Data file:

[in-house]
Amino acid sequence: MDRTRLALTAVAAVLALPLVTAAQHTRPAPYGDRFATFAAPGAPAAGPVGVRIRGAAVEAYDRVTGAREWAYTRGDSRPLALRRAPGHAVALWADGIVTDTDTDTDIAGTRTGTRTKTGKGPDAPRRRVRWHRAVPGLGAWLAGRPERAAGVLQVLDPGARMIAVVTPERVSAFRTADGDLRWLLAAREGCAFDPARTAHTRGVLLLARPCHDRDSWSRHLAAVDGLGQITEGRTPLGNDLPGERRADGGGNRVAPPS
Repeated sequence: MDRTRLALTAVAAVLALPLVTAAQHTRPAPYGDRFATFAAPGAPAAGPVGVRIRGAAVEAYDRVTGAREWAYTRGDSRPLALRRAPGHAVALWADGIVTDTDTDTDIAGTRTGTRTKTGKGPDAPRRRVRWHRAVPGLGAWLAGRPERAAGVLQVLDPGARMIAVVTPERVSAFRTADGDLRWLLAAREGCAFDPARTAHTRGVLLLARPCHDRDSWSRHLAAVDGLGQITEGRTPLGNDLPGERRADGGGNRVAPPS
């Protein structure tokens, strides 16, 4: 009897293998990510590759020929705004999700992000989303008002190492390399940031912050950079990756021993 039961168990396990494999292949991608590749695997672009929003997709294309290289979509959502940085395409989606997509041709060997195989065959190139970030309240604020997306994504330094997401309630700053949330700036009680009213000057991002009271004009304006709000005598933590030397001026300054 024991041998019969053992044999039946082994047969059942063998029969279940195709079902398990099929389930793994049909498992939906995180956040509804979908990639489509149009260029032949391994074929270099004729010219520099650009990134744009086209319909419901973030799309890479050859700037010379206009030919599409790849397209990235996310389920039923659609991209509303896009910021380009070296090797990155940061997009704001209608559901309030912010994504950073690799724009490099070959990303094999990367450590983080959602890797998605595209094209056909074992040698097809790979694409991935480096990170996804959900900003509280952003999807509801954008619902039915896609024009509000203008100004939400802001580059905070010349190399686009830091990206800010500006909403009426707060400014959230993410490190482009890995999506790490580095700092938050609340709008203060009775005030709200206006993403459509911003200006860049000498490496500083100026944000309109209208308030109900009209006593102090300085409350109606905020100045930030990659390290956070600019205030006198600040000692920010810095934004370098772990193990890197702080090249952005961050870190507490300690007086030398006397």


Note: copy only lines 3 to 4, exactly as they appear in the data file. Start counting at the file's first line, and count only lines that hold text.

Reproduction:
Repeated sequence: MDRTRLALTAVAAVLALPLVTAAQHTRPAPYGDRFATFAAPGAPAAGPVGVRIRGAAVEAYDRVTGAREWAYTRGDSRPLALRRAPGHAVALWADGIVTDTDTDTDIAGTRTGTRTKTGKGPDAPRRRVRWHRAVPGLGAWLAGRPERAAGVLQVLDPGARMIAVVTPERVSAFRTADGDLRWLLAAREGCAFDPARTAHTRGVLLLARPCHDRDSWSRHLAAVDGLGQITEGRTPLGNDLPGERRADGGGNRVAPPS
């Protein structure tokens, strides 16, 4: 009897293998990510590759020929705004999700992000989303008002190492390399940031912050950079990756021993 039961168990396990494999292949991608590749695997672009929003997709294309290289979509959502940085395409989606997509041709060997195989065959190139970030309240604020997306994504330094997401309630700053949330700036009680009213000057991002009271004009304006709000005598933590030397001026300054 024991041998019969053992044999039946082994047969059942063998029969279940195709079902398990099929389930793994049909498992939906995180956040509804979908990639489509149009260029032949391994074929270099004729010219520099650009990134744009086209319909419901973030799309890479050859700037010379206009030919599409790849397209990235996310389920039923659609991209509303896009910021380009070296090797990155940061997009704001209608559901309030912010994504950073690799724009490099070959990303094999990367450590983080959602890797998605595209094209056909074992040698097809790979694409991935480096990170996804959900900003509280952003999807509801954008619902039915896609024009509000203008100004939400802001580059905070010349190399686009830091990206800010500006909403009426707060400014959230993410490190482009890995999506790490580095700092938050609340709008203060009775005030709200206006993403459509911003200006860049000498490496500083100026944000309109209208308030109900009209006593102090300085409350109606905020100045930030990659390290956070600019205030006198600040000692920010810095934004370098772990193990890197702080090249952005961050870190507490300690007086030398006397």